TBA — President Joe Biden and first lady Jill Biden meet with Her Majesty Queen Elizabeth II at Windsor Castle, before departing for Brussels, Belgium.


All Day — President Joe Biden participates in the NATO Summit and a separate U.S.–EU Summit.


9:30 a.m. G50 Dirksen — Senate Armed Services Committee hearing: “Posture of the Department of the Army in review of the Defense Authorization Request for Fiscal Year 2022 and the Future Years Defense Program,” with Army Secretary Christine Wormuth; and Army Chief of Staff Gen. James McConville.

11 a.m. 2118 Rayburn — House Armed Services Committee hearing: “Department of the Navy Fiscal Year 2022 Budget Request,” with Thomas Harker, acting Navy secretary; Adm. Michael Gilday, chief of naval operations; Gen. David Berger, commandant of the Marine Corps.

1:30 p.m. — Project 2049 Institute virtual conference: “Near and Present Danger: U.S.-China Strategic Competition in the Western Hemisphere,” with Adm. Craig Faller, commander, U.S. Southern Command; Rebecca Chavez, former deputy assistant secretary of defense for western hemisphere affairs; and Yuko Mukai, The Yomiuri Shimbun.

2:30 p.m. 232A Russell — Senate Armed Services Subcommittee on Airland hearing: “Army Modernization in review of the Defense Authorization Request for Fiscal Year 2022,” with Lt. Gen. Erik Peterson, deputy chief of staff, Army G-8; Gen. John Murray, commanding general, Army Futures Command; and Douglas Bush, acting assistant secretary of the army for acquisition, logistics and technology.

3 p.m. 2118 Rayburn — House Armed Services Subcommittee on Strategic Forces hearing: “FY22 Budget Request for Missile Defense and Missile Defeat Programs,” with Leonor Tomero, deputy assistant secretary of defense for nuclear and missile defense policy; Gen. Glen D. VanHerk, commander, U.S. Northern Command; Vice Adm. Jon Hill, director, Missile Defense Agency; Lt. Gen. Daniel Karbler, commanding general, U.S. Army Space and Missile Defense Command; and Lt. Gen. John Shaw, deputy commander, U.S. Space Command.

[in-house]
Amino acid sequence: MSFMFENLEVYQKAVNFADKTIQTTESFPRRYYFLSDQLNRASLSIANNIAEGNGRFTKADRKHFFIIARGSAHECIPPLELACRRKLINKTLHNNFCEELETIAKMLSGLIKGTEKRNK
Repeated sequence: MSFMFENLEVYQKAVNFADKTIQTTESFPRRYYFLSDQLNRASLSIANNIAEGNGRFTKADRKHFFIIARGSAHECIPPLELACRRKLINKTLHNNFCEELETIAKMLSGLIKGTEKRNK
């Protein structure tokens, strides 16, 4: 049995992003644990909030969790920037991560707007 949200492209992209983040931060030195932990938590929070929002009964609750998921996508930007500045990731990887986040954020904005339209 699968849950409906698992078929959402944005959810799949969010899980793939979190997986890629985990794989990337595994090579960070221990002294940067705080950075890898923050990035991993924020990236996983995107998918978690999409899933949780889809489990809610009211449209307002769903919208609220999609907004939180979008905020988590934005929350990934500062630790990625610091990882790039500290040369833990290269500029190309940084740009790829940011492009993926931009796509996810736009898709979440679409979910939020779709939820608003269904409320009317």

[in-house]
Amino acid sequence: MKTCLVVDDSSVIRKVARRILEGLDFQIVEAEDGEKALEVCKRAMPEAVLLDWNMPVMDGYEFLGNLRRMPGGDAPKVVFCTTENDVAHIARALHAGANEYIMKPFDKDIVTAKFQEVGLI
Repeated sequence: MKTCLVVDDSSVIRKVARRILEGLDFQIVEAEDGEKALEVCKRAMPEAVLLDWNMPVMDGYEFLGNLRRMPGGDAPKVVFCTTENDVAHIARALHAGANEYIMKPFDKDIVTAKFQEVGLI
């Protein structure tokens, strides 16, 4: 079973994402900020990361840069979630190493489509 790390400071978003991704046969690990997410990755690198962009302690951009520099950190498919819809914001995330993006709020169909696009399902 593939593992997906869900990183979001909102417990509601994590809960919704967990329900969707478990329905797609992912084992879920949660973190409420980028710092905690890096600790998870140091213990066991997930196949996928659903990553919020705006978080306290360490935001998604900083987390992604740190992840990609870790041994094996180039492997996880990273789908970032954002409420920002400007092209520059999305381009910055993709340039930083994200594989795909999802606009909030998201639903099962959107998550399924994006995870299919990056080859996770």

TBA — In Geneva, Switzerland President Joe Biden will meet face to face with Russian President Vladimir Putin for the first time since assuming office.

4:30 p.m. 222 Russell — Senate Armed Services Committee hearing: “United States nuclear deterrence policy and strategy, Sharon Weiner, associate professor at the school of international service american university; Matthew Kroeing, professor of government and foreign service Georgetown University; Lisa Gordon Hagerty, former administrator National Nuclear Security Administration; Madelyn Creedon, nonresident senior fellow on foreign policy Center for Security, Strategy, and Technology, Brookings Institute; Tom Collina, director of policy Ploughshares Fund.


10 a.m. 106 Dirksen — Senate Appropriations Committee hearing: “A Review of the FY 2022 Department of Defense Budget Request.”


1 p.m. — Defense One Tech Summit, with Gen. John Murray, commanding general, Army Futures Command; Kerri Dugan, director of the Biological Technologies Office, Defense Advanced Research Projects Agency; and Kayvon Modjarrad, M.D., director of Emerging Infectious Diseases Branch, Walter Reed Army Institute of Research


1 p.m. — Defense One Tech Summit, with Brian Weeden, director of program planning, Secure World Foundation; and Derek Tournear, director, Space Development Agency.


1 p.m. — Defense One Tech Summit, with Rob Joyce, director of the Cybersecurity Directorate, National Security Agency; Maj. Steven Harvey, director of partnerships and technology, Marine Corps Installation Next; Randy Clark, Business Development and Strategic Planning for DOD and Public Safety, Verizon Business Group; and Lt. Col. Brandon Newell, director of technology and partnerships, Marine Corps Installation Next.


1 p.m. — Defense One Tech Summit, with Mieke Eoyang, deputy assistant secretary of defense for cyber policy; and Chris Lynch, CEO and co-founder, Rebellion Defense.


1 p.m. — Defense One Tech Summit, with Tim Grayson, director, Strategic Technology Office, Defense Advanced Research Projects Agency; and Lisa Sanders, director of science and technology for special operations forces, acquisition, technology and logistics, U.S. Special Operations Command.


“Paragraph one of every operations order I've ever seen for 41 consecutive years says ‘enemy situation to include weather and terrain.’ We always consider weather. And climate change is weather at the strategic level.”

Joint Chiefs Chairman Gen. Mark Milley, in Senate testimony Thursday, arguing climate change is real and has a military impact.

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Original Author: Jamie McIntyre

Original Location: At Senate hearing, Republicans spar with Pentagon leaders over size of $715 billion defense budget